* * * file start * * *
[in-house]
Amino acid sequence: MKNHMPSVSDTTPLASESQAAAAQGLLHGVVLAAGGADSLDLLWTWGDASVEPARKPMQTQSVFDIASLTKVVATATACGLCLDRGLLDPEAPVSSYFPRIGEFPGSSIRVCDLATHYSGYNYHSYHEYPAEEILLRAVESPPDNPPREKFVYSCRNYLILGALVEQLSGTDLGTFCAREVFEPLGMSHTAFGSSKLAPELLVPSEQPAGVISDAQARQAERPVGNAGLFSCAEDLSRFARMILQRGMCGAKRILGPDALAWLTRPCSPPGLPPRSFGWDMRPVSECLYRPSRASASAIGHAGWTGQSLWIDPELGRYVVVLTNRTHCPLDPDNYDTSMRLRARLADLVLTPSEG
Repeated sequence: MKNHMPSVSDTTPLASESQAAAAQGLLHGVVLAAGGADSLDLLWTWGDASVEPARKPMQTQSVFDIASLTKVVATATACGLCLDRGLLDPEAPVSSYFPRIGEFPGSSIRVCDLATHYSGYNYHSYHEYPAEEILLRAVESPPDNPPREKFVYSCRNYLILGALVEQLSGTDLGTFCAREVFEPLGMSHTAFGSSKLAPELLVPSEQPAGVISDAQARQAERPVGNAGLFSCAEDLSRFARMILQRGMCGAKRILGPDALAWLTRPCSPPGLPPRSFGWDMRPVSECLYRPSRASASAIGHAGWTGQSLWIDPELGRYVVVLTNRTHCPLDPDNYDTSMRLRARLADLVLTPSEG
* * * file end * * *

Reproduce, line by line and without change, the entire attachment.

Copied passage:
[in-house]
Amino acid sequence: MKNHMPSVSDTTPLASESQAAAAQGLLHGVVLAAGGADSLDLLWTWGDASVEPARKPMQTQSVFDIASLTKVVATATACGLCLDRGLLDPEAPVSSYFPRIGEFPGSSIRVCDLATHYSGYNYHSYHEYPAEEILLRAVESPPDNPPREKFVYSCRNYLILGALVEQLSGTDLGTFCAREVFEPLGMSHTAFGSSKLAPELLVPSEQPAGVISDAQARQAERPVGNAGLFSCAEDLSRFARMILQRGMCGAKRILGPDALAWLTRPCSPPGLPPRSFGWDMRPVSECLYRPSRASASAIGHAGWTGQSLWIDPELGRYVVVLTNRTHCPLDPDNYDTSMRLRARLADLVLTPSEG
Repeated sequence: MKNHMPSVSDTTPLASESQAAAAQGLLHGVVLAAGGADSLDLLWTWGDASVEPARKPMQTQSVFDIASLTKVVATATACGLCLDRGLLDPEAPVSSYFPRIGEFPGSSIRVCDLATHYSGYNYHSYHEYPAEEILLRAVESPPDNPPREKFVYSCRNYLILGALVEQLSGTDLGTFCAREVFEPLGMSHTAFGSSKLAPELLVPSEQPAGVISDAQARQAERPVGNAGLFSCAEDLSRFARMILQRGMCGAKRILGPDALAWLTRPCSPPGLPPRSFGWDMRPVSECLYRPSRASASAIGHAGWTGQSLWIDPELGRYVVVLTNRTHCPLDPDNYDTSMRLRARLADLVLTPSEG